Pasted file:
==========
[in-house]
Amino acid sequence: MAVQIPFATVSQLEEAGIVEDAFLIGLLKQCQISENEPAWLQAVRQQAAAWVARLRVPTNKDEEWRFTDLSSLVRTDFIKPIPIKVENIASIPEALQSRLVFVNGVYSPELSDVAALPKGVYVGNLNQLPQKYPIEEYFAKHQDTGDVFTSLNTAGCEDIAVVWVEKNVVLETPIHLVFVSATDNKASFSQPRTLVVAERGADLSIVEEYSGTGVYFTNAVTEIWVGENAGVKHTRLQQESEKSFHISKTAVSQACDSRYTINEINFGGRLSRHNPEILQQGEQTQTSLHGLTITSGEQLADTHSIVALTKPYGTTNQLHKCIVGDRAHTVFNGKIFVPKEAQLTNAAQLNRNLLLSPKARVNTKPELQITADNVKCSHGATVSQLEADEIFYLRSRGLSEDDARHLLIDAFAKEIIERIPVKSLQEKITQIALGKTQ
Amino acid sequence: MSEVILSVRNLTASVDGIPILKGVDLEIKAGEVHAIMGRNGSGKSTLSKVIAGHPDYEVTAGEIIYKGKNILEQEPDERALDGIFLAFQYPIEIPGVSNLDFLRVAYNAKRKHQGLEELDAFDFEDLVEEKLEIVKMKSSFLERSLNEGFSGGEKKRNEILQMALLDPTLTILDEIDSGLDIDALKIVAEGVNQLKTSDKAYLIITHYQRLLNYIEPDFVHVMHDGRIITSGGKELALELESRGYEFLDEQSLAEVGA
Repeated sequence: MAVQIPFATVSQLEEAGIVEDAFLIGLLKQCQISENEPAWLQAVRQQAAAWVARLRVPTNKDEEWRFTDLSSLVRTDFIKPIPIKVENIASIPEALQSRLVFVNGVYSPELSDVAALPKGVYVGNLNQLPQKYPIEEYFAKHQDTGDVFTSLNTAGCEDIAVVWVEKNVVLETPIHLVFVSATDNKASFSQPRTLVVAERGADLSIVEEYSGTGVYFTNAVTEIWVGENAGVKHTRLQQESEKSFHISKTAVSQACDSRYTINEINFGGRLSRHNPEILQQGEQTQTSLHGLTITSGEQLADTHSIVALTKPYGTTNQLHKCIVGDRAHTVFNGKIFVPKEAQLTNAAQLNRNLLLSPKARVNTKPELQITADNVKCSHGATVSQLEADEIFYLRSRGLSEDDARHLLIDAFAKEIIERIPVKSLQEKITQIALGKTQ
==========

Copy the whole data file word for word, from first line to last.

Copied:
[in-house]
Amino acid sequence: MAVQIPFATVSQLEEAGIVEDAFLIGLLKQCQISENEPAWLQAVRQQAAAWVARLRVPTNKDEEWRFTDLSSLVRTDFIKPIPIKVENIASIPEALQSRLVFVNGVYSPELSDVAALPKGVYVGNLNQLPQKYPIEEYFAKHQDTGDVFTSLNTAGCEDIAVVWVEKNVVLETPIHLVFVSATDNKASFSQPRTLVVAERGADLSIVEEYSGTGVYFTNAVTEIWVGENAGVKHTRLQQESEKSFHISKTAVSQACDSRYTINEINFGGRLSRHNPEILQQGEQTQTSLHGLTITSGEQLADTHSIVALTKPYGTTNQLHKCIVGDRAHTVFNGKIFVPKEAQLTNAAQLNRNLLLSPKARVNTKPELQITADNVKCSHGATVSQLEADEIFYLRSRGLSEDDARHLLIDAFAKEIIERIPVKSLQEKITQIALGKTQ
Amino acid sequence: MSEVILSVRNLTASVDGIPILKGVDLEIKAGEVHAIMGRNGSGKSTLSKVIAGHPDYEVTAGEIIYKGKNILEQEPDERALDGIFLAFQYPIEIPGVSNLDFLRVAYNAKRKHQGLEELDAFDFEDLVEEKLEIVKMKSSFLERSLNEGFSGGEKKRNEILQMALLDPTLTILDEIDSGLDIDALKIVAEGVNQLKTSDKAYLIITHYQRLLNYIEPDFVHVMHDGRIITSGGKELALELESRGYEFLDEQSLAEVGA
Repeated sequence: MAVQIPFATVSQLEEAGIVEDAFLIGLLKQCQISENEPAWLQAVRQQAAAWVARLRVPTNKDEEWRFTDLSSLVRTDFIKPIPIKVENIASIPEALQSRLVFVNGVYSPELSDVAALPKGVYVGNLNQLPQKYPIEEYFAKHQDTGDVFTSLNTAGCEDIAVVWVEKNVVLETPIHLVFVSATDNKASFSQPRTLVVAERGADLSIVEEYSGTGVYFTNAVTEIWVGENAGVKHTRLQQESEKSFHISKTAVSQACDSRYTINEINFGGRLSRHNPEILQQGEQTQTSLHGLTITSGEQLADTHSIVALTKPYGTTNQLHKCIVGDRAHTVFNGKIFVPKEAQLTNAAQLNRNLLLSPKARVNTKPELQITADNVKCSHGATVSQLEADEIFYLRSRGLSEDDARHLLIDAFAKEIIERIPVKSLQEKITQIALGKTQ